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Sitelinks and Sitemaps for SEO

November 25, 2019

Sitelinks are the links that display under your main website in a Search Results page that highlight key pages to help searchers or potential customers find the content they’re looking for in less clicks. Mini Sitelinks are links that appear usually as a single line below your meta description.

Sitelinks are automatically generated

Google states that sitelinks are given to a website by an automated algorithm. Search engines are looking at the value of your content (from a searcher’s intent), so make sure your main pages have meta titles, meta descriptions and content that is relevant to your target audience. Unfortunately, you won’t be able to tell Search Engines which page links to present or in what order. It’s also dependent on a searcher’s key terms. Here are a couple of examples, from looking into a client’s sitelinks:

Searching for the name of the business/site:

Search results for website name, showing 2 large sitelinks

Searching with a long keyphrase that includes the name of the business and 2 topics found on the site:

Search results for long keyphrase, showing 4 mini sitelinks

Sitelinks Searchbox

Although you can’t control the sitelinks shown, you can still make a bigger impact on the search result pages by opting in for Google’s Sitelinks Searchbox. This is a convenient search bar that is meant to give searchers direct search access through your site. Keep in mind that Google still decides what to show on their results page, but unless you have the sitelinks Searchbox enabled on your site, you definitely won’t be eligible and it’s been around for a while now (Moz Blog Article). If you have a WordPress site and are using the Yoast SEO plugin, you’re already set. If you’re not using WordPress or a plugin, ask your developer to set it up for you manually.

Submit your Sitemap to Google Search Console

Google and other search engines use crawler programs to automatically index your site. That means, going through the various links on your site to collect the information they display in their search results. Why wait for Google to find you? Tell Google that you exist, submit your sitemap and have them crawl through the pages to be indexed. If you’re using WordPress with Yoast SEO, your sitemap already exists at .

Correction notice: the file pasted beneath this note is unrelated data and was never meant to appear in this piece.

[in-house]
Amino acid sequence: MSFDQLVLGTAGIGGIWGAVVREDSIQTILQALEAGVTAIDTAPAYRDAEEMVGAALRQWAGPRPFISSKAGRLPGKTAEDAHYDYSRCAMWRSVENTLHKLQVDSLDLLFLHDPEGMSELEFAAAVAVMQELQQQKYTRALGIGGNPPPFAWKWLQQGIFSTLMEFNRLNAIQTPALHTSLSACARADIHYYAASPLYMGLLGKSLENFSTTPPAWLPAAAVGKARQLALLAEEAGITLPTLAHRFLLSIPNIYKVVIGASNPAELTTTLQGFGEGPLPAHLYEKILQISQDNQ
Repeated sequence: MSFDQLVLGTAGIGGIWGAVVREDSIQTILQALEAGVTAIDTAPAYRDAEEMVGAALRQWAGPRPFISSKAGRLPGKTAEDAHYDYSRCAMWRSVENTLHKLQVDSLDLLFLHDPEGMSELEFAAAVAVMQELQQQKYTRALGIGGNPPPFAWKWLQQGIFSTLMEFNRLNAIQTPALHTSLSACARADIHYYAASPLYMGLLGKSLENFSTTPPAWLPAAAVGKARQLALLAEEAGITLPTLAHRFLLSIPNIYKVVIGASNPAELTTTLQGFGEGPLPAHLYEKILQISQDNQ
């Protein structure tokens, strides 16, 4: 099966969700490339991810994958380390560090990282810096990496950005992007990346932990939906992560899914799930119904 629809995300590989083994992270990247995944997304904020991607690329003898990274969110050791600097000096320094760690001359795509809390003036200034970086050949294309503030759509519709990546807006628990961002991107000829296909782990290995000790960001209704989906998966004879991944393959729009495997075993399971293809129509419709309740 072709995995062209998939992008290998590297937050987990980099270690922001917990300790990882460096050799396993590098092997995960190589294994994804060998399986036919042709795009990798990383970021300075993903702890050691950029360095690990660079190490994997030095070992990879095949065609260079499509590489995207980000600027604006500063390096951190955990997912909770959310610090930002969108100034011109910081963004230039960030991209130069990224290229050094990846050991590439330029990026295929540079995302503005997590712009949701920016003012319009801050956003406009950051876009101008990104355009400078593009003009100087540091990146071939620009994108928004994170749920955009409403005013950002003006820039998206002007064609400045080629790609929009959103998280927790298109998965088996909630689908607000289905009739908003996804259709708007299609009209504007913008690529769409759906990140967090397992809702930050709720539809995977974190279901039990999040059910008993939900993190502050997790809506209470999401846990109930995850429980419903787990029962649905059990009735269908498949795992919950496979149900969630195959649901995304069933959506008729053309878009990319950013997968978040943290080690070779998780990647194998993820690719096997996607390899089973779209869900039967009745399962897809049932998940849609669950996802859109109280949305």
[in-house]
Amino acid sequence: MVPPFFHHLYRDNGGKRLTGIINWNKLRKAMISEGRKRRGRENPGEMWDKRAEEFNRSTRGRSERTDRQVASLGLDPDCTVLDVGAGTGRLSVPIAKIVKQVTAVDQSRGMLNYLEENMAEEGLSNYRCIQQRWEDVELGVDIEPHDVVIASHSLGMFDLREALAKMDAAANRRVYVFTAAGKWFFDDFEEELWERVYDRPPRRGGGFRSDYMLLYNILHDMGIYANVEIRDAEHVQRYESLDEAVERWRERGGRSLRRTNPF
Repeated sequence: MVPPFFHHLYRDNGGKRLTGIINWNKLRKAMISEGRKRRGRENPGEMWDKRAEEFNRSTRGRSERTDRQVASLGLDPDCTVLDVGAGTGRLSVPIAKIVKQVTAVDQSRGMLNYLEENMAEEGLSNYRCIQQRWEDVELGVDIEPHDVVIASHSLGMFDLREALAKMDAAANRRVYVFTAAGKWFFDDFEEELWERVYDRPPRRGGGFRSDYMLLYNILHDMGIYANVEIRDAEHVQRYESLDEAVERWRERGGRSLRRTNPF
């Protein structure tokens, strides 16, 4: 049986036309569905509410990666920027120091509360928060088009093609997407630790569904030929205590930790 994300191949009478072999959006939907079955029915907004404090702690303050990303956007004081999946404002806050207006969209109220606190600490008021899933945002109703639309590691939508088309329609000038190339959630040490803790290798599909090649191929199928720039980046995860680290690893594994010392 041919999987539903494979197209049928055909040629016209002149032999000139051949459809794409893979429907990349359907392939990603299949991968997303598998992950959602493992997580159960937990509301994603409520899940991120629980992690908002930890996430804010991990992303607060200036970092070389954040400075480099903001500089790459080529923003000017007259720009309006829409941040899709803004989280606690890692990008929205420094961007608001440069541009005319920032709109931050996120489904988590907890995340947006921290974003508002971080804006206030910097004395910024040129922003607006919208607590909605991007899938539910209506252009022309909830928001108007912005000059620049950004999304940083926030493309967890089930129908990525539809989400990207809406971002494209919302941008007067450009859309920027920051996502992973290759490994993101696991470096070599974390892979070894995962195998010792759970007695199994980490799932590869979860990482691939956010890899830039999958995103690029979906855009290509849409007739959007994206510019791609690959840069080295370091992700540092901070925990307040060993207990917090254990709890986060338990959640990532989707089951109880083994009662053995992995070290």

How to submit my sitemap?

Sign in to Google Search Console, and add a new property (your website).

Domain and URL Prefix Options for submitting sitemap to Google Search Console

They have a new feature to add an entire domain that allows you to include your subdomains, ask your developer to help with this option (This option will allow you to add sitemaps for your subdomains like and But their URL prefix option is simple to follow their on-screen instructions (or your developer can do this quickly for you), use this to add your main website’s entry URL ( or

Now that your sitemap is submitted, Google has added it to their list to be indexed. Depending on the size of your website (how many pages/links are in your sitemap) it can take a few days for them to index your content. Anytime you make major changes to your content it’s good to submit the new sitemap.

Bonus Tips for Bloggers

If your WordPress website doesn’t have many pages because your content is mainly grouped by the categories to your various blog posts, this will make your sitemap look very thin on the pages list and very heavy on the posts list. This isn’t bad, but it means that you will need to add unique meta titles and descriptions to your categories so that your category archive pages can be indexed with unique identifying data to search engines.